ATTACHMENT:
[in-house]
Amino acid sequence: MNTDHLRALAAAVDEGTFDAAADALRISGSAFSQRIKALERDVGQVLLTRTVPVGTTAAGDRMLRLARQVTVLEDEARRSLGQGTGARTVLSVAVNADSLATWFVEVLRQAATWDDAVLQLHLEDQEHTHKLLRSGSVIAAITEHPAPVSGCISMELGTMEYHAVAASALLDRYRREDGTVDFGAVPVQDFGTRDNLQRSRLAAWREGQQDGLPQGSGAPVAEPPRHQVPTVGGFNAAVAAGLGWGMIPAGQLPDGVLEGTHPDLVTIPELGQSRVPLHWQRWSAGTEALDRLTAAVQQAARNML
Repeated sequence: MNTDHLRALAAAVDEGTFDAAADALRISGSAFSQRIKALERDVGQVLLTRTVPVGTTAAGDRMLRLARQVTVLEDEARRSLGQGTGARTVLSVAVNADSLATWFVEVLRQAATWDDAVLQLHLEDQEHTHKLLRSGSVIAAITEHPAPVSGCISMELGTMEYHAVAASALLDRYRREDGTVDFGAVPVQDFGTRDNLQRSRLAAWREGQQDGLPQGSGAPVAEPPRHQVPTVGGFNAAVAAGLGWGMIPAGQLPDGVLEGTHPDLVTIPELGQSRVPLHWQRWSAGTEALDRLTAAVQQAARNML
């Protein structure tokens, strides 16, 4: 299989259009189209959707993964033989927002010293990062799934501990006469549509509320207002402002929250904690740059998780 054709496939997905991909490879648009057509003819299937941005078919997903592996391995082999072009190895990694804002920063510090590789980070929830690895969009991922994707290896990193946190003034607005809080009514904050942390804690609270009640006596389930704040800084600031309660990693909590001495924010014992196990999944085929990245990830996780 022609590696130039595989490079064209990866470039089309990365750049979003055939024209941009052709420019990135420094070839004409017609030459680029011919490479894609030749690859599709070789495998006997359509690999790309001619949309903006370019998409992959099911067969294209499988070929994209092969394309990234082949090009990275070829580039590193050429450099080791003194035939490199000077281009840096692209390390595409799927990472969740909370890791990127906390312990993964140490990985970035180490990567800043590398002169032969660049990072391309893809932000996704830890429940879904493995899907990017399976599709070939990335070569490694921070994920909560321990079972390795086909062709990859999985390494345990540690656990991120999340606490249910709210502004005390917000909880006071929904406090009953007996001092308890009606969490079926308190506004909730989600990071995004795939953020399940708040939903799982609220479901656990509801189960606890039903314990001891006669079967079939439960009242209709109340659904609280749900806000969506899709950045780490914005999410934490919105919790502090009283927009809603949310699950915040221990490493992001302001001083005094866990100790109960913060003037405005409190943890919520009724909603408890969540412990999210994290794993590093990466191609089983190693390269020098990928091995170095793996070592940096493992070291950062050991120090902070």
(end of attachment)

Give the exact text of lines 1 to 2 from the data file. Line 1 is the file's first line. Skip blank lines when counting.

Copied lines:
[in-house]
Amino acid sequence: MNTDHLRALAAAVDEGTFDAAADALRISGSAFSQRIKALERDVGQVLLTRTVPVGTTAAGDRMLRLARQVTVLEDEARRSLGQGTGARTVLSVAVNADSLATWFVEVLRQAATWDDAVLQLHLEDQEHTHKLLRSGSVIAAITEHPAPVSGCISMELGTMEYHAVAASALLDRYRREDGTVDFGAVPVQDFGTRDNLQRSRLAAWREGQQDGLPQGSGAPVAEPPRHQVPTVGGFNAAVAAGLGWGMIPAGQLPDGVLEGTHPDLVTIPELGQSRVPLHWQRWSAGTEALDRLTAAVQQAARNML